First up for this one, locals Speakerfreak pulled in a good early crowd with some clear grunge and indie influences in their material. Busy gigging and with new music in the offing, next up they play a support slot for Dirty Hit protégés King Nun in Brighton on 10th February.

From just along the coast in Littlehampton, grunge-punk trio Gloo are well established on the local live circuit and showed exactly why that’s the case with a tight set of songs old and new, an undercurrent of a sped up version of The Hives shining through the vocal and guitar riffs. Already booked for 2000 Trees in the summer, keep an eye out for more live dates coming through.

Having taken a short break, headliners Indoor Pets are back with a vengeance. Often compared to the likes of Weezer and Hooton Tennis Club, the band seem to have cranked things up a notch and kept energy levels on and off stage high throughout. A confident performance and a batch of certified singalong indie-pop tracks received a warm welcome from the crowd as the band noted that they’d never played in Worthing before. Hopefully, a lot more artists who fall into the same boat will consider stopping off here now that there’s a decent sized venue for them to play at.

Keep up with the latest news from all 3 bands via the links here:
Indoor Pets  /  Gloo   /  Speakerfreak

Words and photos by Siobhan

3rd February 2020

Icebreaker Festival 2020

Icebreaker Festival, Southsea, 25th January 2020

Drawing a long, cold January towards its conclusion, Icebreaker Festival was back with a bang at the weekend, offering up another huge variety of live music from the freshest faces on the local and national scenes. Filling up The Wedgewood Rooms and a fine selection of pubs along Southsea’s Albert Road and Elm Grove, this year’s event certainly seemed to be the busiest so far with crowded rooms from early till late – brilliant to see so much support for new artists and independent venues as always.

Icebreaker is a great place to discover bands and singers who you haven’t seen before; this year starting with some sunny sax-filled pop tunes from Yasmin Natasha at the Edge of the Wedge while next door, Bella Estelle opened up the Wedgewood Rooms’ stage with a confident set full of big pop-rock songs, setting the tone for some huge performances over the day.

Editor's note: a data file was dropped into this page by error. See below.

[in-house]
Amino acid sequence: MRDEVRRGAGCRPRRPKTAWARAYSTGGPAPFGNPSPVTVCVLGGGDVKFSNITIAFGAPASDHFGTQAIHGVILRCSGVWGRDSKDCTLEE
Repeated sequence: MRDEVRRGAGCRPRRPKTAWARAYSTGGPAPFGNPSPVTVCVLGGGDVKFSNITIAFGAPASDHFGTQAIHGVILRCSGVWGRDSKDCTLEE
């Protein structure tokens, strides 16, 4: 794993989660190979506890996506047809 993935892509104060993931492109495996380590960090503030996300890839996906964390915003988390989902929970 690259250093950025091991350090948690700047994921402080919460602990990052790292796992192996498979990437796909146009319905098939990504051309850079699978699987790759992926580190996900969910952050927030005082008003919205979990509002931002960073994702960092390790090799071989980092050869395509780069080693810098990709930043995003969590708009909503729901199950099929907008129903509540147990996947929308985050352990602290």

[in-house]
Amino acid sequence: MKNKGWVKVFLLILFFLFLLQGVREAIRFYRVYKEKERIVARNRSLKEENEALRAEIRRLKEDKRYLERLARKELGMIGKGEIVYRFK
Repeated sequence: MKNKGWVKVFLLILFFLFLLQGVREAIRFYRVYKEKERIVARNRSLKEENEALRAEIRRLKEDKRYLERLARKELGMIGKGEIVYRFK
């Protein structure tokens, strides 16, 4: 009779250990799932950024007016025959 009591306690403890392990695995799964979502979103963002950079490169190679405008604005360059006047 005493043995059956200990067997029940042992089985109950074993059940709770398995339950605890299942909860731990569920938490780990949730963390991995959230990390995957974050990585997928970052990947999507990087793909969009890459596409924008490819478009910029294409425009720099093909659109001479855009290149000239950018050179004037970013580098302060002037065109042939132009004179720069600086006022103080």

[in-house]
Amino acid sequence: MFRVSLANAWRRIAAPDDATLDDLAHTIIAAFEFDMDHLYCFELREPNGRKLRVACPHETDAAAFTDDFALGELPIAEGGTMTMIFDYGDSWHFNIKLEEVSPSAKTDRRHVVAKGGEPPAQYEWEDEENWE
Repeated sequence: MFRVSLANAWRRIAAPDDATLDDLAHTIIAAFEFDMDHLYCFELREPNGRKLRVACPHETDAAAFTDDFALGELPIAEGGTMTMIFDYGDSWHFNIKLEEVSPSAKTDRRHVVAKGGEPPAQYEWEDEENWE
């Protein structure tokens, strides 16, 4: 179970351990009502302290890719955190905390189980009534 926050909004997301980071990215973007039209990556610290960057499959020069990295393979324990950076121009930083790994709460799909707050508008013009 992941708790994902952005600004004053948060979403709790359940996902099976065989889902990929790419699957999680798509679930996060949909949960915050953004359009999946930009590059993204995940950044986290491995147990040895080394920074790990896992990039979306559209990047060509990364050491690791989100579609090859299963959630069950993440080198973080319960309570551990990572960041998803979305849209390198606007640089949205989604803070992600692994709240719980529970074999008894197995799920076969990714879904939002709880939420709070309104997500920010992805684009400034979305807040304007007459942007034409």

Along the road at the Wine Vaults, it was a pleasure to catch the chilled, soulful sounds of The Isle of CC – definitely one to watch.

Doing Littlehampton proud (and it’s usually only the cafe on the beach that can say that), Gloo took the volume up a level or five with their crashing punk antidote to traditional seaside living, making a big impact on the main stage audience.

A scoop for Icebreaker as Fast Trains played their debut at the festival – lots of local support on display for the already award winning project from Tom Wells, ex of Kassassin Street, bringing along some familiar faces to play with him on the day. An accomplished first performance boding well for the future.

Every time LibraLibra play they seem to up their game and another stand out set left the crowd in awe once again. Fabulous to see them on a bigger stage, their heartfelt punk-glam hybrid is just captivating. A very smart booking for any festival – can’t really recommend them highly enough.

Another two bands who are both firm favourites on the local festival scene, Drusila gave their usual energy filled performance and The Howlers never disappoint live – check them both out if you have the chance.